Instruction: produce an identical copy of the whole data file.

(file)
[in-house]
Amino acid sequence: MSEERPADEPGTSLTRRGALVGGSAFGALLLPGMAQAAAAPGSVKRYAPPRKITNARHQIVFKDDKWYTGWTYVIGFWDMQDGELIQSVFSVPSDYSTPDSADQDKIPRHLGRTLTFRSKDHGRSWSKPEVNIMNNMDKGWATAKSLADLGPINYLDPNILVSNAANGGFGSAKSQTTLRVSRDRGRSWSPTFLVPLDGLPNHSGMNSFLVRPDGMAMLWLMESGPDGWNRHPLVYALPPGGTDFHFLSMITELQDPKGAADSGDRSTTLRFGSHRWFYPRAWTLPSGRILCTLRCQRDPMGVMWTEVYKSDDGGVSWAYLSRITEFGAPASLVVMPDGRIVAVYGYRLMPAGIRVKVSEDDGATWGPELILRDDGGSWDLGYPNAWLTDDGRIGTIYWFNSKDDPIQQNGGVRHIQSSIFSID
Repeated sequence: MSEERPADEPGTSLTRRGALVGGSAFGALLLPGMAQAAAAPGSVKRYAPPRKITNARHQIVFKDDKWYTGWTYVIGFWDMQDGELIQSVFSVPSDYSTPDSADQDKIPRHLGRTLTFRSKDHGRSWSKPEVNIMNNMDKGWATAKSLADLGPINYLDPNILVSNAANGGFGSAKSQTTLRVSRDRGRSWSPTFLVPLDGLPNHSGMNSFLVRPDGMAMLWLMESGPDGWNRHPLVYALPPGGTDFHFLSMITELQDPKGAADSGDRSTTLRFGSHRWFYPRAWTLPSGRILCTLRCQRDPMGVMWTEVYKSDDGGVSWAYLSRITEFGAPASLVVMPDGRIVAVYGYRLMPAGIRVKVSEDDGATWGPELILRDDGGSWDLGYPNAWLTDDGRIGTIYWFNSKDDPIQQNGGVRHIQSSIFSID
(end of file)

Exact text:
[in-house]
Amino acid sequence: MSEERPADEPGTSLTRRGALVGGSAFGALLLPGMAQAAAAPGSVKRYAPPRKITNARHQIVFKDDKWYTGWTYVIGFWDMQDGELIQSVFSVPSDYSTPDSADQDKIPRHLGRTLTFRSKDHGRSWSKPEVNIMNNMDKGWATAKSLADLGPINYLDPNILVSNAANGGFGSAKSQTTLRVSRDRGRSWSPTFLVPLDGLPNHSGMNSFLVRPDGMAMLWLMESGPDGWNRHPLVYALPPGGTDFHFLSMITELQDPKGAADSGDRSTTLRFGSHRWFYPRAWTLPSGRILCTLRCQRDPMGVMWTEVYKSDDGGVSWAYLSRITEFGAPASLVVMPDGRIVAVYGYRLMPAGIRVKVSEDDGATWGPELILRDDGGSWDLGYPNAWLTDDGRIGTIYWFNSKDDPIQQNGGVRHIQSSIFSID
Repeated sequence: MSEERPADEPGTSLTRRGALVGGSAFGALLLPGMAQAAAAPGSVKRYAPPRKITNARHQIVFKDDKWYTGWTYVIGFWDMQDGELIQSVFSVPSDYSTPDSADQDKIPRHLGRTLTFRSKDHGRSWSKPEVNIMNNMDKGWATAKSLADLGPINYLDPNILVSNAANGGFGSAKSQTTLRVSRDRGRSWSPTFLVPLDGLPNHSGMNSFLVRPDGMAMLWLMESGPDGWNRHPLVYALPPGGTDFHFLSMITELQDPKGAADSGDRSTTLRFGSHRWFYPRAWTLPSGRILCTLRCQRDPMGVMWTEVYKSDDGGVSWAYLSRITEFGAPASLVVMPDGRIVAVYGYRLMPAGIRVKVSEDDGATWGPELILRDDGGSWDLGYPNAWLTDDGRIGTIYWFNSKDDPIQQNGGVRHIQSSIFSID